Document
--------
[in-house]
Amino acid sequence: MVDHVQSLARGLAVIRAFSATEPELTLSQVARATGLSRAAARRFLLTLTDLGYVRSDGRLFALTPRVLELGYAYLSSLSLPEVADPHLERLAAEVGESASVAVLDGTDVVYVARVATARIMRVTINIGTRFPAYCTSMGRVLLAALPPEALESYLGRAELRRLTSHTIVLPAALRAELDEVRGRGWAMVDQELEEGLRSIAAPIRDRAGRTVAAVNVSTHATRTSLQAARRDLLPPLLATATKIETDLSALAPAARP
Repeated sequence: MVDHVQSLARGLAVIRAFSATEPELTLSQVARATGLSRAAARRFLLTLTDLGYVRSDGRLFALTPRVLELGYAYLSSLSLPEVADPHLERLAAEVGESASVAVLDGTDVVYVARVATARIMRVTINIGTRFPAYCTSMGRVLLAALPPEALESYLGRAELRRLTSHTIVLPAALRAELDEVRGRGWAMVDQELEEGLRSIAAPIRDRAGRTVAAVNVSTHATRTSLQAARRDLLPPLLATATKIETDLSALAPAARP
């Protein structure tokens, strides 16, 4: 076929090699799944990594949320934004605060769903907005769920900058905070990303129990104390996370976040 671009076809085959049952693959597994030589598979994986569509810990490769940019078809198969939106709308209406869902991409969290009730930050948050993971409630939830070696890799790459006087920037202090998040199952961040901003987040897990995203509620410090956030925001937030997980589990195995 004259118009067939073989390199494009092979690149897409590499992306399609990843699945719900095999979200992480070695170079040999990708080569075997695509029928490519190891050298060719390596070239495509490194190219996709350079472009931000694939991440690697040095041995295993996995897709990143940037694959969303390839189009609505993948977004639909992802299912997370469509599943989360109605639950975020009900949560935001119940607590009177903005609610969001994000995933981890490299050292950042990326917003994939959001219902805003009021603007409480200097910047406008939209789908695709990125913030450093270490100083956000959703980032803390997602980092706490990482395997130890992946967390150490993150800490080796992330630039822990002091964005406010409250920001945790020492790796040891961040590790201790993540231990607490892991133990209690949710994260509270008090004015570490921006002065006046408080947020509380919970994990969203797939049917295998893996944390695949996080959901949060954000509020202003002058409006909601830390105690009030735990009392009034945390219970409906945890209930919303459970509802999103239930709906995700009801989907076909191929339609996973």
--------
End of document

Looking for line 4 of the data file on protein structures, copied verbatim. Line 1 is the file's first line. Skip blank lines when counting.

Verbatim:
């Protein structure tokens, strides 16, 4: 076929090699799944990594949320934004605060769903907005769920900058905070990303129990104390996370976040 671009076809085959049952693959597994030589598979994986569509810990490769940019078809198969939106709308209406869902991409969290009730930050948050993971409630939830070696890799790459006087920037202090998040199952961040901003987040897990995203509620410090956030925001937030997980589990195995 004259118009067939073989390199494009092979690149897409590499992306399609990843699945719900095999979200992480070695170079040999990708080569075997695509029928490519190891050298060719390596070239495509490194190219996709350079472009931000694939991440690697040095041995295993996995897709990143940037694959969303390839189009609505993948977004639909992802299912997370469509599943989360109605639950975020009900949560935001119940607590009177903005609610969001994000995933981890490299050292950042990326917003994939959001219902805003009021603007409480200097910047406008939209789908695709990125913030450093270490100083956000959703980032803390997602980092706490990482395997130890992946967390150490993150800490080796992330630039822990002091964005406010409250920001945790020492790796040891961040590790201790993540231990607490892991133990209690949710994260509270008090004015570490921006002065006046408080947020509380919970994990969203797939049917295998893996944390695949996080959901949060954000509020202003002058409006909601830390105690009030735990009392009034945390219970409906945890209930919303459970509802999103239930709906995700009801989907076909191929339609996973």